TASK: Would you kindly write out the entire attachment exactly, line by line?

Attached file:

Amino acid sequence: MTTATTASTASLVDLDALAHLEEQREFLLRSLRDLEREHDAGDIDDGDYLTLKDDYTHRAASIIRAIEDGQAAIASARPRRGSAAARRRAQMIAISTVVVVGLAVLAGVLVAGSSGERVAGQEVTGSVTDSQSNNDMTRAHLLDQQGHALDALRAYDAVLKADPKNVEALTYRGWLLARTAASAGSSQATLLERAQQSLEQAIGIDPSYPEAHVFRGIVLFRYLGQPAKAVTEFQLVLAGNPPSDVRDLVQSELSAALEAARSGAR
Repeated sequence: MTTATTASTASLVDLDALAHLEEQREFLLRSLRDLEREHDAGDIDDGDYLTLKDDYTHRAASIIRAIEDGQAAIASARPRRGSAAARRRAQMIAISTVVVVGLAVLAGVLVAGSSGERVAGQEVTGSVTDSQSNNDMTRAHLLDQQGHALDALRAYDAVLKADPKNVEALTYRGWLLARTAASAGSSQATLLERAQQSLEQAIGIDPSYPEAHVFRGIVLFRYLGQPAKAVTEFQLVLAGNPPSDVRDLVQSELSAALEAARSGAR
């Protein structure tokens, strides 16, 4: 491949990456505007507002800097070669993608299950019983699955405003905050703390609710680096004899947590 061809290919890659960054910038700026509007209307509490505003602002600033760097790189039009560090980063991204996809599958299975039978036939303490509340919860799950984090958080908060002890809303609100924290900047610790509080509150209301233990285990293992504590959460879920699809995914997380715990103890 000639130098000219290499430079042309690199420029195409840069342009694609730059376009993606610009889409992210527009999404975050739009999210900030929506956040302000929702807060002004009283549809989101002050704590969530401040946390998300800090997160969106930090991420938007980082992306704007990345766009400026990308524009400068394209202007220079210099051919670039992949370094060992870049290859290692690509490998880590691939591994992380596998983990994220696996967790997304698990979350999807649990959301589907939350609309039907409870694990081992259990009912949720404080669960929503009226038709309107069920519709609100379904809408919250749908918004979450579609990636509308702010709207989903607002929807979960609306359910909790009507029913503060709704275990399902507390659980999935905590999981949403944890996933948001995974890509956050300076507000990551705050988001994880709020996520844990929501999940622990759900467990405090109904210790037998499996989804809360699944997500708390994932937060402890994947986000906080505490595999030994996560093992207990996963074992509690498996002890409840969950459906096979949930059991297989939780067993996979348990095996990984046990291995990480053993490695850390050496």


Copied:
Amino acid sequence: MTTATTASTASLVDLDALAHLEEQREFLLRSLRDLEREHDAGDIDDGDYLTLKDDYTHRAASIIRAIEDGQAAIASARPRRGSAAARRRAQMIAISTVVVVGLAVLAGVLVAGSSGERVAGQEVTGSVTDSQSNNDMTRAHLLDQQGHALDALRAYDAVLKADPKNVEALTYRGWLLARTAASAGSSQATLLERAQQSLEQAIGIDPSYPEAHVFRGIVLFRYLGQPAKAVTEFQLVLAGNPPSDVRDLVQSELSAALEAARSGAR
Repeated sequence: MTTATTASTASLVDLDALAHLEEQREFLLRSLRDLEREHDAGDIDDGDYLTLKDDYTHRAASIIRAIEDGQAAIASARPRRGSAAARRRAQMIAISTVVVVGLAVLAGVLVAGSSGERVAGQEVTGSVTDSQSNNDMTRAHLLDQQGHALDALRAYDAVLKADPKNVEALTYRGWLLARTAASAGSSQATLLERAQQSLEQAIGIDPSYPEAHVFRGIVLFRYLGQPAKAVTEFQLVLAGNPPSDVRDLVQSELSAALEAARSGAR
């Protein structure tokens, strides 16, 4: 491949990456505007507002800097070669993608299950019983699955405003905050703390609710680096004899947590 061809290919890659960054910038700026509007209307509490505003602002600033760097790189039009560090980063991204996809599958299975039978036939303490509340919860799950984090958080908060002890809303609100924290900047610790509080509150209301233990285990293992504590959460879920699809995914997380715990103890 000639130098000219290499430079042309690199420029195409840069342009694609730059376009993606610009889409992210527009999404975050739009999210900030929506956040302000929702807060002004009283549809989101002050704590969530401040946390998300800090997160969106930090991420938007980082992306704007990345766009400026990308524009400068394209202007220079210099051919670039992949370094060992870049290859290692690509490998880590691939591994992380596998983990994220696996967790997304698990979350999807649990959301589907939350609309039907409870694990081992259990009912949720404080669960929503009226038709309107069920519709609100379904809408919250749908918004979450579609990636509308702010709207989903607002929807979960609306359910909790009507029913503060709704275990399902507390659980999935905590999981949403944890996933948001995974890509956050300076507000990551705050988001994880709020996520844990929501999940622990759900467990405090109904210790037998499996989804809360699944997500708390994932937060402890994947986000906080505490595999030994996560093992207990996963074992509690498996002890409840969950459906096979949930059991297989939780067993996979348990095996990984046990291995990480053993490695850390050496």